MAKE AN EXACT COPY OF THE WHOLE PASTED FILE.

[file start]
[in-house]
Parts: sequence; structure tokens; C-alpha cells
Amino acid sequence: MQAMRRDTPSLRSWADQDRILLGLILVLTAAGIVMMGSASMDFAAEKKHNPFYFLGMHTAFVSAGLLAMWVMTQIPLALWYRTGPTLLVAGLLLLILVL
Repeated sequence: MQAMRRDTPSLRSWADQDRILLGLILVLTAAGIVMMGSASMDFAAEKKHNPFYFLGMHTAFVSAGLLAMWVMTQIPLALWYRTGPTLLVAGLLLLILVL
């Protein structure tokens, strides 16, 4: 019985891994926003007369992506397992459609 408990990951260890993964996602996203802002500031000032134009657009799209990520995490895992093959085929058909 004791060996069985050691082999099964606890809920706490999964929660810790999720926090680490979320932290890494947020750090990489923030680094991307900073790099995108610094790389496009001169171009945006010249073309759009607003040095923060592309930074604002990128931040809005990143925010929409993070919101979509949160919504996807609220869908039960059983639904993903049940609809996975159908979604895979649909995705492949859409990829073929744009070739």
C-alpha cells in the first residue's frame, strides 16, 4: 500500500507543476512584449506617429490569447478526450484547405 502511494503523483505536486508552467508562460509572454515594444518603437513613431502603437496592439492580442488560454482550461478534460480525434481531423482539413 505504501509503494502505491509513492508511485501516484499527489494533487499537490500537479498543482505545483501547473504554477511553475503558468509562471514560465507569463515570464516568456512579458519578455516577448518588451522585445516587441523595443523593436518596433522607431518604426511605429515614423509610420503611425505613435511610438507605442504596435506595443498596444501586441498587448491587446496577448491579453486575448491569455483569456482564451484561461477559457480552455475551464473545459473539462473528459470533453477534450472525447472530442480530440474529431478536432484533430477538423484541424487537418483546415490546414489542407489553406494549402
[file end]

[in-house]
Parts: sequence; structure tokens; C-alpha cells
Amino acid sequence: MQAMRRDTPSLRSWADQDRILLGLILVLTAAGIVMMGSASMDFAAEKKHNPFYFLGMHTAFVSAGLLAMWVMTQIPLALWYRTGPTLLVAGLLLLILVL
Repeated sequence: MQAMRRDTPSLRSWADQDRILLGLILVLTAAGIVMMGSASMDFAAEKKHNPFYFLGMHTAFVSAGLLAMWVMTQIPLALWYRTGPTLLVAGLLLLILVL
């Protein structure tokens, strides 16, 4: 019985891994926003007369992506397992459609 408990990951260890993964996602996203802002500031000032134009657009799209990520995490895992093959085929058909 004791060996069985050691082999099964606890809920706490999964929660810790999720926090680490979320932290890494947020750090990489923030680094991307900073790099995108610094790389496009001169171009945006010249073309759009607003040095923060592309930074604002990128931040809005990143925010929409993070919101979509949160919504996807609220869908039960059983639904993903049940609809996975159908979604895979649909995705492949859409990829073929744009070739």
C-alpha cells in the first residue's frame, strides 16, 4: 500500500507543476512584449506617429490569447478526450484547405 502511494503523483505536486508552467508562460509572454515594444518603437513613431502603437496592439492580442488560454482550461478534460480525434481531423482539413 505504501509503494502505491509513492508511485501516484499527489494533487499537490500537479498543482505545483501547473504554477511553475503558468509562471514560465507569463515570464516568456512579458519578455516577448518588451522585445516587441523595443523593436518596433522607431518604426511605429515614423509610420503611425505613435511610438507605442504596435506595443498596444501586441498587448491587446496577448491579453486575448491569455483569456482564451484561461477559457480552455475551464473545459473539462473528459470533453477534450472525447472530442480530440474529431478536432484533430477538423484541424487537418483546415490546414489542407489553406494549402